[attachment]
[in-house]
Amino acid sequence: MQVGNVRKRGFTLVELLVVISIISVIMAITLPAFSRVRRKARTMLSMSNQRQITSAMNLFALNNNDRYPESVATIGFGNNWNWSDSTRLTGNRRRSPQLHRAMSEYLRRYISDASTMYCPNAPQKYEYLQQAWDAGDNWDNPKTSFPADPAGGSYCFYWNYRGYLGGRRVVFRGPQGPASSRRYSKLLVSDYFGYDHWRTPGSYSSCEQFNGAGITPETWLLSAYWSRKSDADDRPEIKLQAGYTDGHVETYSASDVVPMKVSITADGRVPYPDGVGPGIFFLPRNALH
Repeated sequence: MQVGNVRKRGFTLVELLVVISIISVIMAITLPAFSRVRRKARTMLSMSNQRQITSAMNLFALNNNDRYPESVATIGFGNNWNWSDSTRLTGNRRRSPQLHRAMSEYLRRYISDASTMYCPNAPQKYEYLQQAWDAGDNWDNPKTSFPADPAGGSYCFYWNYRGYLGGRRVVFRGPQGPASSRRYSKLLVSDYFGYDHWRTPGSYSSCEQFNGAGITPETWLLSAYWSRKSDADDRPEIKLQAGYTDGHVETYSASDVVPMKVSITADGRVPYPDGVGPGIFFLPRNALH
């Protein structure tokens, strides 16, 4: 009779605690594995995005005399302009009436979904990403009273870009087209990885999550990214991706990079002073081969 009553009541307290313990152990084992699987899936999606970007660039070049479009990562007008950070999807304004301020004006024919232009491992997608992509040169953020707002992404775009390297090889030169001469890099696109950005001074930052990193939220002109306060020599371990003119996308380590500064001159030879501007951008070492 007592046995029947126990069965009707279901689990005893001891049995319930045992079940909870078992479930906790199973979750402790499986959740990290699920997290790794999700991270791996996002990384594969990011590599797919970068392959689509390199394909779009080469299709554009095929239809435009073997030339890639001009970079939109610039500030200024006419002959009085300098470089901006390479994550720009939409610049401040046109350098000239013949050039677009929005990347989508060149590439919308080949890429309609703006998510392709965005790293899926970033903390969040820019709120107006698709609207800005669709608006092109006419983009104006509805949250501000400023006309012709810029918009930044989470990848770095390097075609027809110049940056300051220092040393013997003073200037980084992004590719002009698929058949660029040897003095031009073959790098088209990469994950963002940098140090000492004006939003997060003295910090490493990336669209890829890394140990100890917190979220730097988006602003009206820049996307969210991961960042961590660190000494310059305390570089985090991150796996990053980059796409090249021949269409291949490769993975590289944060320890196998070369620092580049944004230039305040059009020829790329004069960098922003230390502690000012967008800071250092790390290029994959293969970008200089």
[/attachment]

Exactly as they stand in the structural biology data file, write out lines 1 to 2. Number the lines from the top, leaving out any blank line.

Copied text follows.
[in-house]
Amino acid sequence: MQVGNVRKRGFTLVELLVVISIISVIMAITLPAFSRVRRKARTMLSMSNQRQITSAMNLFALNNNDRYPESVATIGFGNNWNWSDSTRLTGNRRRSPQLHRAMSEYLRRYISDASTMYCPNAPQKYEYLQQAWDAGDNWDNPKTSFPADPAGGSYCFYWNYRGYLGGRRVVFRGPQGPASSRRYSKLLVSDYFGYDHWRTPGSYSSCEQFNGAGITPETWLLSAYWSRKSDADDRPEIKLQAGYTDGHVETYSASDVVPMKVSITADGRVPYPDGVGPGIFFLPRNALH